Studying Spanish within European Languages and Cultures
Spanish is the world’s second most widely spoken Western language, after English. Spanish is spoken in most Latin American countries as well as parts of the United States. The specialization in Spanish within European Languages and Cultures at the University of Groningen will give you a very broad knowledge of Spanish language, history, culture and politics in relation to the surrounding world.
You may find Spanish a fun school subject, or perhaps you are taking flamenco lessons, have been to Spain, or you are interested in Latin America. There are plenty of reasons why you might choose to take the Spanish specialization within European Languages and Cultures. This is a good choice, as almost half a billion people around the world speak this language. Even in New York you will hear Spanish all around you.
In order to learn Spanish to perfection and understand all aspects of the language, you will also need knowledge of Spanish culture and mentality – and even that does not quite suffice. Spain has a very specific position in Europe and the world, both now and in the past. Understanding the interplay with other cultures will help you better recognize and understand Spanish-speaking cultures and societies.
In addition to immersing yourself in the Spanish language, you and your fellow students of European Languages and Cultures in Groningen will learn a lot more – about the languages spoken in Europe, social developments and the role language plays in them, about literature and culture, history and European politics. You will learn how these fields have always influenced each other, not stopping at national borders. You will, for example, discuss the relationship between the Spanish Civil War and the Second World War within the European context. Franco, Mussolini and Hitler maintained contact in this period. Once you know how those contacts went, you will come to understand why Franco, unlike Mussolini, kept out of the Second World War.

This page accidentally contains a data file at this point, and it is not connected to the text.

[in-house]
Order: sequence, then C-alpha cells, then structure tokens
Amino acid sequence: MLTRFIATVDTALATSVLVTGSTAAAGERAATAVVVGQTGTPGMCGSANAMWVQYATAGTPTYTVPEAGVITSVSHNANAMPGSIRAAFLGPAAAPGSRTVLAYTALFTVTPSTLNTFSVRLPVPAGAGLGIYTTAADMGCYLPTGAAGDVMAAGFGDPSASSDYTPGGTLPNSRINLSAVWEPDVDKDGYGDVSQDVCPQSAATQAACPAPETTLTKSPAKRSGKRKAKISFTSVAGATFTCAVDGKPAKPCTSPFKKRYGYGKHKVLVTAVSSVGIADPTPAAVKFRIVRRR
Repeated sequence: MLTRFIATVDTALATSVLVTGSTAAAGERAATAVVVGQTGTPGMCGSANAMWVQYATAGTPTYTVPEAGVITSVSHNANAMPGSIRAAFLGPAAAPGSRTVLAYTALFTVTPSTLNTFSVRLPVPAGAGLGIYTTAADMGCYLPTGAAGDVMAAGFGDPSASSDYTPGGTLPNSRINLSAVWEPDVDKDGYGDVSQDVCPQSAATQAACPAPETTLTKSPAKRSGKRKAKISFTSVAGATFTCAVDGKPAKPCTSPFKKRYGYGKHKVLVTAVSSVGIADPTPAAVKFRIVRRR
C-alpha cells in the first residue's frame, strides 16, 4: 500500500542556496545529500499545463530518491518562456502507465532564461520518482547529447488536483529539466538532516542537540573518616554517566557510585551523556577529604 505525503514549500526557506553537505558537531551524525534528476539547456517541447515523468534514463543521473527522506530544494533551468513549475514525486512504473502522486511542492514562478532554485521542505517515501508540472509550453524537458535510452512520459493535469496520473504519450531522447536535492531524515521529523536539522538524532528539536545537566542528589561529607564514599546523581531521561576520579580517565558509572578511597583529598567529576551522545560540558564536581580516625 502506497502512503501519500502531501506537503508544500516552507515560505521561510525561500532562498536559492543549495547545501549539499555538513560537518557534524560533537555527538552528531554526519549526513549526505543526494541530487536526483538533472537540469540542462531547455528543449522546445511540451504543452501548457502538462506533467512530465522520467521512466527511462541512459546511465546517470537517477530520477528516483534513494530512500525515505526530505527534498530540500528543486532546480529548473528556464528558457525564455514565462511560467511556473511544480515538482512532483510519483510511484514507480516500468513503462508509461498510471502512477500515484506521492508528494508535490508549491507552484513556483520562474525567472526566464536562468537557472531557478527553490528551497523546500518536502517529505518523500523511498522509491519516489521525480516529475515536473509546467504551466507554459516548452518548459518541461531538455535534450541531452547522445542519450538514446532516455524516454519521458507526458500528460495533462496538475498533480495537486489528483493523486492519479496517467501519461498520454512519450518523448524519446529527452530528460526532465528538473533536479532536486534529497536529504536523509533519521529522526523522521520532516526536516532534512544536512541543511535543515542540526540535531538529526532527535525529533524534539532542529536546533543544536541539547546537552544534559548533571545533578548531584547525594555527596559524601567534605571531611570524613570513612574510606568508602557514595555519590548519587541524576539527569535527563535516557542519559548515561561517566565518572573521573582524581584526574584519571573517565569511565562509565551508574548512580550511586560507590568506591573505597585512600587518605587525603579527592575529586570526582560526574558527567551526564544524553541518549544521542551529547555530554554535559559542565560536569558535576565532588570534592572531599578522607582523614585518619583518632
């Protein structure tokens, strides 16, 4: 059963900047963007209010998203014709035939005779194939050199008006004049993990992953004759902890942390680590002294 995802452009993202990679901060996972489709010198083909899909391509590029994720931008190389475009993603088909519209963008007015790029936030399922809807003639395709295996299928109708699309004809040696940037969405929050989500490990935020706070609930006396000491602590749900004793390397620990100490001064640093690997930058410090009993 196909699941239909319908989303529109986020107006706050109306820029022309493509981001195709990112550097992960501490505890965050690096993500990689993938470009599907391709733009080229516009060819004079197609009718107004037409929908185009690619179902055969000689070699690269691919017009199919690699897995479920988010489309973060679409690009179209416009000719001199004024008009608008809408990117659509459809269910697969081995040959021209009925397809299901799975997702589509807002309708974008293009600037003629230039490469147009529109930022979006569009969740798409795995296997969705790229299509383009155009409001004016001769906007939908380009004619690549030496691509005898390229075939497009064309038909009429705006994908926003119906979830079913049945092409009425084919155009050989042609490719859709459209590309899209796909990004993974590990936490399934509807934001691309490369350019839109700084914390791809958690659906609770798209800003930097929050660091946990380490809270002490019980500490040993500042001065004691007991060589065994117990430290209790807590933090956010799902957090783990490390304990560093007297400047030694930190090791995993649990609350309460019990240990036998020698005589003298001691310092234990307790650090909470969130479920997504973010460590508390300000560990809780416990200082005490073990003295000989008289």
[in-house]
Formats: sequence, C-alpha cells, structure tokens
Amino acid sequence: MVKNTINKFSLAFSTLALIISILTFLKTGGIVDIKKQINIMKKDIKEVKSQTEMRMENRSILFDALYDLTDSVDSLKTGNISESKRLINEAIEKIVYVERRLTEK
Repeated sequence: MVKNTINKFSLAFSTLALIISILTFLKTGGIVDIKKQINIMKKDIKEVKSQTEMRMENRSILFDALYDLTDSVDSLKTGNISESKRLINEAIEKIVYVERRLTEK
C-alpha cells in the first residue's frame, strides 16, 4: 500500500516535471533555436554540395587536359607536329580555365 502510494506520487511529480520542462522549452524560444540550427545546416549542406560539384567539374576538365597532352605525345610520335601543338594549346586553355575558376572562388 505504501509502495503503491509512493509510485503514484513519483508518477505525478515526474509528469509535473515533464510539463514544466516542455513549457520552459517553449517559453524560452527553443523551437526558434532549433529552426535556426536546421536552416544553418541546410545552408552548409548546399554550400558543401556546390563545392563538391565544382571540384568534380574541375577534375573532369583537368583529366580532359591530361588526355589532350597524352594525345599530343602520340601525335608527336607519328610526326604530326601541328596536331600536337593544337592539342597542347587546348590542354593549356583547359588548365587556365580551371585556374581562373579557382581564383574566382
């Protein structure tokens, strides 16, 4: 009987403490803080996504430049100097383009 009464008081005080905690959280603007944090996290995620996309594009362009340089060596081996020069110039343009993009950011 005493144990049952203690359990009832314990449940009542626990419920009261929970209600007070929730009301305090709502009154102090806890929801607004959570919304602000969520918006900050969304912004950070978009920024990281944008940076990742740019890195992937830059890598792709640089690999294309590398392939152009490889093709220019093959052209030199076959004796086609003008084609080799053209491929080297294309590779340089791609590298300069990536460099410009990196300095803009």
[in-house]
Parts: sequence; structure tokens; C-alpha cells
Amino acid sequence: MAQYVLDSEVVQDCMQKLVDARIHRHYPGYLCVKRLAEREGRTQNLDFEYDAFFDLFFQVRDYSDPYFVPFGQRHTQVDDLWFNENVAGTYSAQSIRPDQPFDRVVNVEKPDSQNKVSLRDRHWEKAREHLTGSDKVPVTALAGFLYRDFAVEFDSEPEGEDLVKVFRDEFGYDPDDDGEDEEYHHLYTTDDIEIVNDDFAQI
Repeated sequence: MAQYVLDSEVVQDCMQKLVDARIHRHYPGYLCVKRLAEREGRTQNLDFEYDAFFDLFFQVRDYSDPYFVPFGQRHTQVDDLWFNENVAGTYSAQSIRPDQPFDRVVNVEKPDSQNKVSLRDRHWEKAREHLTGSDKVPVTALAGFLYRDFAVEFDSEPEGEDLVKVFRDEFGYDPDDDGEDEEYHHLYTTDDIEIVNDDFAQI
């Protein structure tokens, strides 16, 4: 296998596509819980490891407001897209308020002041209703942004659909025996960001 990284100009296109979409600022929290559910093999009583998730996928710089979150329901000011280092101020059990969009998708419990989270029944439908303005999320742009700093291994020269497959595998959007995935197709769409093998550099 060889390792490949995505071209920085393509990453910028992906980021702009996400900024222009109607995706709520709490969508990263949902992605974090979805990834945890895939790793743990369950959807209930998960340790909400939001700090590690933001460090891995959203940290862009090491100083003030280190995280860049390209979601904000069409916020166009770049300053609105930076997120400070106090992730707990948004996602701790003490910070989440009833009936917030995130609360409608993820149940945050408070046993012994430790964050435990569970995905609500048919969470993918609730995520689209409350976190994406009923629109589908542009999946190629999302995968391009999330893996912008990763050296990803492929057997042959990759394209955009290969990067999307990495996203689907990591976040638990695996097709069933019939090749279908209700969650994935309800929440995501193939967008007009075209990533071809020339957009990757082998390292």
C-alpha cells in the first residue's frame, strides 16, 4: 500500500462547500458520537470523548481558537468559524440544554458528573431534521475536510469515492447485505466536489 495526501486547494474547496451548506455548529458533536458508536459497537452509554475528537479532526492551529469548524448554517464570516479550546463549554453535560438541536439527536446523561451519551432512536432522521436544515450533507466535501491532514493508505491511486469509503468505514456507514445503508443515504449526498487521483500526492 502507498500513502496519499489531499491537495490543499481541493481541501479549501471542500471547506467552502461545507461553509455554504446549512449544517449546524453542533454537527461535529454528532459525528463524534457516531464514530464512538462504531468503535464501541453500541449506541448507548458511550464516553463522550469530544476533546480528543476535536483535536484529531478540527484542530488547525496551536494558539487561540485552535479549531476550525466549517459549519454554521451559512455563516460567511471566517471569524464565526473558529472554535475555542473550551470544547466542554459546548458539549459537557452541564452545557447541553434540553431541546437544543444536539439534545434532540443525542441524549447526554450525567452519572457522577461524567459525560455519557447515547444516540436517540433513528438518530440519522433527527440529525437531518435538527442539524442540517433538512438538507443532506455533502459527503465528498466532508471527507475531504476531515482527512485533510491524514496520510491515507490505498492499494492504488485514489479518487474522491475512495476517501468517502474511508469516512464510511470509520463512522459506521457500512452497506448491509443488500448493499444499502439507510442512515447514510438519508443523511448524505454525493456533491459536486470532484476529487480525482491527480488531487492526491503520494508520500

This background knowledge will come in handy in the Spanish themed course unit on ‘Film’. The Civil War is an important topic in Spanish cinema. Another themed course unit will help you link Spanish and the Spanish-speaking world to Europe by discussing cultural differences that you may run into when translating texts. You will soon realize that it is not always possible to simply translate a word or term from one language to another.
An important component of your degree programme is a stay abroad during your second or third year. Groningen has contacts and agreements to this end with universities in Seville, San Sebastián, Bilbao, Granada and Barcelona.
The combination of Spanish and European Languages and Cultures will make you suitable for a wide range of careers. Some graduates have landed jobs in communications at companies that do business in Spanish-speaking languages, or at NGOs. You can write the assignments and papers for these profile course units in your target language, and you may also concentrate on a certain region.
You can also work for a publishing company (perhaps one that specializes in educational textbooks), in the diplomatic world, or become a teacher, or take further training and become a translator.
Back to European Languages and Cultures .
Dieke Westerveld - Student of ELC Spanish
‘I eventually want to do something at an international level, which is why it’s so useful to speak another universal language, alongside English. I learned Spanish at secondary school and really took to the language. The good thing about European Languages and Cultures is that you only start learning a language in the second semester. This gives you time to explore all the other languages and choose the one you like best. The three introductory course units in the first semester give you a broad basis to help you choose your profile.’
|Last modified:||07 November 2018 12.46 p.m.|